Fertility, or the availability of nutrients and water, controls forest productivity. It affects its carbon sequestration, and thus the forest's effect on climate, as well as its commercial value. Although the availability of nutrients cannot be measured directly using remote sensing methods, fertility alters several vegetation traits detectable from the reflectance spectra of the forest stand, including its pigment content and water stress. However, forest reflectance is also influenced by other factors, such as species composition and stand age. Here, we present a case study demonstrating how data obtained using imaging spectroscopy is correlated with site fertility. The study was carried out in Hyytiälä, Finland, in the southern boreal forest zone. We used a database of state-owned forest stands including basic forestry variables and a site fertility index. To test the suitability of imaging spectroscopy with different spatial and spectral resolutions for site fertility mapping, we performed two airborne acquisitions using different sensor configurations. First, the sensor was flown at a high altitude with high spectral resolution resulting in a pixel size in the order of a tree crown. Next, the same area was flown to provide reflectance data with sub-meter spatial resolution. However, to maintain usable signal-to-noise ratios, several spectral channels inside the sensor were combined, thus reducing spectral resolution. We correlated a number of narrowband vegetation indices (describing canopy biochemical composition, structure, and photosynthetic activity) on site fertility. Overall, site fertility had a significant influence on the vegetation indices but the strength of the correlation depended on dominant species. We found that high spatial resolution data calculated from the spectra of sunlit parts of tree crowns had the strongest correlation with site fertility.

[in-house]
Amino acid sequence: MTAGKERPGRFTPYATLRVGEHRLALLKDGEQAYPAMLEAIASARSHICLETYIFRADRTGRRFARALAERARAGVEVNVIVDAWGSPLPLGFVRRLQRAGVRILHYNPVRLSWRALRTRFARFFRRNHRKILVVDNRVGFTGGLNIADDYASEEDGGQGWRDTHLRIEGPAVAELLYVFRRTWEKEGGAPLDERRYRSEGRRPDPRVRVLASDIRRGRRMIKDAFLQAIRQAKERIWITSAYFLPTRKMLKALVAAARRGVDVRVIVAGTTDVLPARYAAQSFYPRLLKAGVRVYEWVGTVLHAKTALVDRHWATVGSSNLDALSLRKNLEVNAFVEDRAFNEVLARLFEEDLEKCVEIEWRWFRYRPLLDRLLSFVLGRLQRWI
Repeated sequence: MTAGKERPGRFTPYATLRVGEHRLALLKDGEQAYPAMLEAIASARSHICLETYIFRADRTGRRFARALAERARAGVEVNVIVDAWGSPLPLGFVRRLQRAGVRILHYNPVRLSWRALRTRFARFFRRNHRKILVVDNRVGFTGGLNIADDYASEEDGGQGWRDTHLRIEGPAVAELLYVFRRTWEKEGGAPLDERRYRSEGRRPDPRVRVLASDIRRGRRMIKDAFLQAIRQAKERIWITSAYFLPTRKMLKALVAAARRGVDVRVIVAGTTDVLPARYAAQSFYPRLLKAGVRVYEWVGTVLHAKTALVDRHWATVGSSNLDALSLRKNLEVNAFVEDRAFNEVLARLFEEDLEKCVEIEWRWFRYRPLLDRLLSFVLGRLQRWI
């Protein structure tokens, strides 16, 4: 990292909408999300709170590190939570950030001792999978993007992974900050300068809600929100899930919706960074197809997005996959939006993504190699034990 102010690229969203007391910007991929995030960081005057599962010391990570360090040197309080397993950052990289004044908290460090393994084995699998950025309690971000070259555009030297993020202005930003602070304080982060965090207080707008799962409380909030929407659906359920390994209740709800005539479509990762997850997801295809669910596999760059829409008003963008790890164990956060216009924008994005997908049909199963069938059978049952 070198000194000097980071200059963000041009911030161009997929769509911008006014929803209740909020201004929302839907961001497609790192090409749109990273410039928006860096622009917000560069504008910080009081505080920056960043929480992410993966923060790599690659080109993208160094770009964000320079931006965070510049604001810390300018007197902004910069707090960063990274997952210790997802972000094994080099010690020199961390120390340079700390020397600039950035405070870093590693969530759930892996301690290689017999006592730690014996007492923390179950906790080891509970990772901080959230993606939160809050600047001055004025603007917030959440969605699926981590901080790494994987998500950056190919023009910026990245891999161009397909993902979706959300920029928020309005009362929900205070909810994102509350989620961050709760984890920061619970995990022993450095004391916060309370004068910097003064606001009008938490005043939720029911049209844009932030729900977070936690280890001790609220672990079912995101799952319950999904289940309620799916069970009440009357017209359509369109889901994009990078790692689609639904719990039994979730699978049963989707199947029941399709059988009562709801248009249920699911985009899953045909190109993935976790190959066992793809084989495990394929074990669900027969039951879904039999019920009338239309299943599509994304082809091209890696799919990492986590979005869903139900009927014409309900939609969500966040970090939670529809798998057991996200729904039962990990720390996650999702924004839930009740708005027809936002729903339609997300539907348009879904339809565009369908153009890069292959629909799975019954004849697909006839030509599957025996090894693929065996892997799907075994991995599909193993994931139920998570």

|International Journal of Applied Earth Observation and Geoinformation
|Published - 2014
|MoE publication type
|A1 Journal article-refereed